Crimson Rambler (Rambler) [sport of Rosa multiflora var cathayensis] Much inclined to mildew, but it was a revelation in its time. It has been an important parent.

Moniger: Forcing Crimson Rambler for Easter (1909)

May 13, 2007 (Santa Clara)

(Santa Clara)

Aristocrats of the Garden pp. 8-9. (1917)
Ernest Wilson

In 1878, Prof. R. Smith sent from Japan to Mr. Jenner in England a Rose which the recipient named The Engineer in compliment to the profession of its donor. In course of time this Rose came into possession of a nurseryman named Gilbert who exhibited some cut flowers of it under the above name in 1890, and received an Award of Merit from the Royal Horticultural Society. Soon afterward Messrs. Chas. Turner, of Slough, purchased the stock and changed the name to Crimson Rambler. This Rose is generally assumed to be a hybrid between Rosa multiflora and some China Monthly Rose, but to me this view is untenable. I do not think it has any China Monthly blood in it at all. It has long been cultivated in China and I consider that, like the Seven Sisters Rose, it is a sport from the common, wild pink-flowered China Rambler (R. multiflora, var. cathayensis). These various Chinese Roses were introduced from Chinese gardens where they have been cultivated from time immemorial and their wild prototypes were not discovered, much less introduced, until comparatively recently.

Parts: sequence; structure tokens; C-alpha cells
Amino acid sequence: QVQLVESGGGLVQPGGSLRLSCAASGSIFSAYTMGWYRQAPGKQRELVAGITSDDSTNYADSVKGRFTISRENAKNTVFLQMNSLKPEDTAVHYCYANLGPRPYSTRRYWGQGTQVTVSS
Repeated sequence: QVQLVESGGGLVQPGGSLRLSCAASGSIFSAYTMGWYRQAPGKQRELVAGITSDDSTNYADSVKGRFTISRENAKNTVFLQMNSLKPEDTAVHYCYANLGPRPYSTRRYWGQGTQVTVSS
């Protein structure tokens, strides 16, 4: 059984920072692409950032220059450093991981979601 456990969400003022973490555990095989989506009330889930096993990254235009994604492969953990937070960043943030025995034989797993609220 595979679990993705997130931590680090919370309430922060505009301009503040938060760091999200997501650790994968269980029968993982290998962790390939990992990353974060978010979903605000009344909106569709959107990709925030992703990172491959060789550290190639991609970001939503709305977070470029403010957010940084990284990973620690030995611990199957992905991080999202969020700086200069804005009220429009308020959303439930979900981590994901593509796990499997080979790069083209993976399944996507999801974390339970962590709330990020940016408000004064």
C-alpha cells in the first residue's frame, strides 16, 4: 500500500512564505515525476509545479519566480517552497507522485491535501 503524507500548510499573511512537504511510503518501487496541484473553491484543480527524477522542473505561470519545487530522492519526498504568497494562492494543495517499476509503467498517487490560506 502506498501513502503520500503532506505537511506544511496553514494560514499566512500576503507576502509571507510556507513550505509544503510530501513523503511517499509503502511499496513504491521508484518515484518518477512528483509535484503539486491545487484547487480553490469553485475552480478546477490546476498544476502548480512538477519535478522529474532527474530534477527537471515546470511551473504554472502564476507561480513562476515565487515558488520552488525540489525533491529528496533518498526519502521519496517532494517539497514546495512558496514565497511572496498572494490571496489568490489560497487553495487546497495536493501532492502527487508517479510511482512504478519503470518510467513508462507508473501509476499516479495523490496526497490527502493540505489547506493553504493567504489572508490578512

The true Rambler Rose (R. multiflora) is a native of Japan and has single white flowers in large panicles. This was sent to Lyons, France, from Japan in 1862, by Monsieur Coignet, an engineer. The pink-flowered Chinese variety has only just been dignified by a distinctive name.